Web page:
Skillset Employer Engagement Map by pengxiang

VIEWS: 3 PAGES: 40

									Audio Visual Industries
  Engagement with
  FE Providers in the
    West Midlands




         ~~~




  Caroline Davis for
  Skillset Midlands
     March 2006
CONTENTS


INTRODUCTION                                                              p2

METHODOLOGY                                                               p3

LOCATION OF PROVIDER AND INDUSTRY SPREAD                                  p3

FINDINGS:     Part1: Provision                                            p4

              Part2: Industry Engagement – Nature and Range of Employer   p4
              Engagement

              Part3: Qualifications                                       p10

              Outline of Skillset’s work re 14-19 Specialised Diploma     p12

              Part4: Industry Engagement – The Way Forward                p13

CONCLUSION                                                                p15


Appendix A: Mediacove Profile                                             p17

Appendix B: Walsall College of Arts and Technology Profile                p21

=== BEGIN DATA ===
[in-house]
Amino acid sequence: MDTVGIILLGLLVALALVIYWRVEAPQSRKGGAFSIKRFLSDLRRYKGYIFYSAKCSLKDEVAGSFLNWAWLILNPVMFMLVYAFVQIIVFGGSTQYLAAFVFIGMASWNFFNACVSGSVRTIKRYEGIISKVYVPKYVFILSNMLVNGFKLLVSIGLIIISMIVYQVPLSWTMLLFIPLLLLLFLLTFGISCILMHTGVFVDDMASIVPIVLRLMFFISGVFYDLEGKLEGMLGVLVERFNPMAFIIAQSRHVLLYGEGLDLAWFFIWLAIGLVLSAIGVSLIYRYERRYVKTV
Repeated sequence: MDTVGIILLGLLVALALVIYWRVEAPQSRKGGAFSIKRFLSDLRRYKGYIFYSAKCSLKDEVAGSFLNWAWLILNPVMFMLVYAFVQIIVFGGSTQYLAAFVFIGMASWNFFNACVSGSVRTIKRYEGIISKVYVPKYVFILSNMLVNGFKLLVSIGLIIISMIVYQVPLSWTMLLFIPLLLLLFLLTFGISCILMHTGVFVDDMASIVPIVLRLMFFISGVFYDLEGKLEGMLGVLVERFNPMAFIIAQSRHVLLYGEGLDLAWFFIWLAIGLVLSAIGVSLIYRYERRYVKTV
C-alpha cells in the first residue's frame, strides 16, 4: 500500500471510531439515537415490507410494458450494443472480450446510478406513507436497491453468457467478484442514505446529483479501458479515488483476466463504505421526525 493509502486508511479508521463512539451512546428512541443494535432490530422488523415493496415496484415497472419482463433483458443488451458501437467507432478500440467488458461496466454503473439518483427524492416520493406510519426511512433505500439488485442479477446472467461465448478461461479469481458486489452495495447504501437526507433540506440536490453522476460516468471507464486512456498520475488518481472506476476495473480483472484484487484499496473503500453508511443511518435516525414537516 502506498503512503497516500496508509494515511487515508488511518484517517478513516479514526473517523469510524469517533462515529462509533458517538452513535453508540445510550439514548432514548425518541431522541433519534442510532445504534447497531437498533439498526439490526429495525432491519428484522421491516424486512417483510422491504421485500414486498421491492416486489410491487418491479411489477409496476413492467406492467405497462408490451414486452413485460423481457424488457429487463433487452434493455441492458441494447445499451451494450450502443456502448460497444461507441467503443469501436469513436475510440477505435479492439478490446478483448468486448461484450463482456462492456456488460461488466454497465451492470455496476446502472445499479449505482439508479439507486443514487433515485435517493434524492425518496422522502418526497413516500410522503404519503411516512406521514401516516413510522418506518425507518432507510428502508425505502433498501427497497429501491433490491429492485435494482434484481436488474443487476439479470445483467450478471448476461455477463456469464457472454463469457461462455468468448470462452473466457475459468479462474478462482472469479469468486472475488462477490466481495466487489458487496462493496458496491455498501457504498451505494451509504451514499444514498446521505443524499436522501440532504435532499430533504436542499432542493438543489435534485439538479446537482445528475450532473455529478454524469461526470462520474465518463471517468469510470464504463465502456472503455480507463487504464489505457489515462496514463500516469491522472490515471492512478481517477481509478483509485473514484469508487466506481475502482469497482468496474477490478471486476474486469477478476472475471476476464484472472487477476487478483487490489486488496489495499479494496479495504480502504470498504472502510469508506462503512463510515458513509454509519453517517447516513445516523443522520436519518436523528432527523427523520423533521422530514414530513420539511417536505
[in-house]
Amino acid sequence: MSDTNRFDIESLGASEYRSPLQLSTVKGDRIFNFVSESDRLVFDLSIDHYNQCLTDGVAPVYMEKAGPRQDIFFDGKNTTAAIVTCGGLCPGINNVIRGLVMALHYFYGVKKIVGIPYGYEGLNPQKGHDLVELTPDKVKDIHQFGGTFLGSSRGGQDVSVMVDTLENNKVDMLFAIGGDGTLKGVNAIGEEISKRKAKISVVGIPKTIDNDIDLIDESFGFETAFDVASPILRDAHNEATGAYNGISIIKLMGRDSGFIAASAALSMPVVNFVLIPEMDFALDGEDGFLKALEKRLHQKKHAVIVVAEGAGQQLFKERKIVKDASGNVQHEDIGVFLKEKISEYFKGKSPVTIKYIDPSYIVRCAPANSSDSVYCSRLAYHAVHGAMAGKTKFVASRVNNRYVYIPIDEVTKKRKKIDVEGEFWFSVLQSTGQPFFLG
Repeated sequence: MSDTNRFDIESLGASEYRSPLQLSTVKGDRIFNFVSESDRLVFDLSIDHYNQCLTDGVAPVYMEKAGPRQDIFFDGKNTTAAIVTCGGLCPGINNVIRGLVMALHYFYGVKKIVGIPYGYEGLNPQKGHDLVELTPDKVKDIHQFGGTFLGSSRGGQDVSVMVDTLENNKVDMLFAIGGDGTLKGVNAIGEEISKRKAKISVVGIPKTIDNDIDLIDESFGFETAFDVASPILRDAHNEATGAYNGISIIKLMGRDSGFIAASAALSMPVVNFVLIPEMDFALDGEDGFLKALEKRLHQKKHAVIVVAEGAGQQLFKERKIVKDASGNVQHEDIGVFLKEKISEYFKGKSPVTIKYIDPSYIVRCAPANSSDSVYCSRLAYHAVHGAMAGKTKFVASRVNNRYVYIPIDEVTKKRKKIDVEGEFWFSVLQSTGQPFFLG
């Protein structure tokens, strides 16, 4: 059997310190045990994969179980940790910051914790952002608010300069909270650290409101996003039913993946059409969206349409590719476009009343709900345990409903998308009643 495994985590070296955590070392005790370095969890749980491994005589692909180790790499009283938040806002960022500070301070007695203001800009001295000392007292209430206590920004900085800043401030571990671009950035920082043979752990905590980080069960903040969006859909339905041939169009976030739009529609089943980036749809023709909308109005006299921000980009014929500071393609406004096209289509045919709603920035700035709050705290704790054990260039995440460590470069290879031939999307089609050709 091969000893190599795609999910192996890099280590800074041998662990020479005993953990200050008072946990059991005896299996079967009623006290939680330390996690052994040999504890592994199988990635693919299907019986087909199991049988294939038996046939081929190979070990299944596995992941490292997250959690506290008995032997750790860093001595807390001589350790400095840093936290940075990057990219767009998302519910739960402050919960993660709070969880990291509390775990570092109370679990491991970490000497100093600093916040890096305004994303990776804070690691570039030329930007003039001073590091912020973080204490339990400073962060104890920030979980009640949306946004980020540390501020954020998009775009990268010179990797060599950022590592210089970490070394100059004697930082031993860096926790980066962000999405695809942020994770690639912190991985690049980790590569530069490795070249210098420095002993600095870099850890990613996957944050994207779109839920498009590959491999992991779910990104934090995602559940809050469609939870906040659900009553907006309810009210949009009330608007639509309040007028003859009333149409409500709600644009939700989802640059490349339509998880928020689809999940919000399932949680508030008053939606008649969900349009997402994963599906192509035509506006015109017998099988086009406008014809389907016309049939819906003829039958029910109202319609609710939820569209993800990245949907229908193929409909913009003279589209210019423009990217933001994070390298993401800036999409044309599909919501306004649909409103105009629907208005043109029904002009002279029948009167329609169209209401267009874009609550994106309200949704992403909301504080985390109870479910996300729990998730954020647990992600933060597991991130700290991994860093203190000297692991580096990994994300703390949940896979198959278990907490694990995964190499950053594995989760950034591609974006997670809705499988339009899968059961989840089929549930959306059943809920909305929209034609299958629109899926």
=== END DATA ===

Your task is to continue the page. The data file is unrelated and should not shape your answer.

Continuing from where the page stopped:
Appendix C: South Birmingham College Profile                              p24

Appendix D: Henley College Profile                                        p26

Appendix E: Stratford-Upon-Avon College Profile                           p28


Appendix 1: Regional Further Education Audio Visual Related Provision     p30

Appendix 1: Contact details re Regional Industry Training Providers       p36

Appendix 2: Engaged Companies and Freelancers                             p37

Appendix 3: Glossary of terms                                             p39




                                         1
Skillset Employer Engagement Mapping Project: West Midlands

Introduction:

As the Sector Skills Council for the audio visual industries, Skillset has a vested
interest in the relationship between industry and education, and the extent to which
the two engage with each other to develop and deliver qualifications that incorporate
the skills and knowledge required or desired by employers.

There were two parts to the project. Firstly the mapping exercise and secondly to
develop a Further and Higher Education section on the regional pages of the Skillset
website which shows audio visual related provision by FE and HE institutions located
in the West Midlands with the objective of showcasing the range and provision in the
region. To view the results of this part of the project log on to
www.skillset.org/westmids

This mapping exercise looks at how FE providers within the West Midlands offering
qualifications relating to the sectors in our footprint engage with employers and
freelancers from the audiovisual industries. The aims of the exercise are as follows:

      to map the range and provision of courses related to the audiovisual sectors.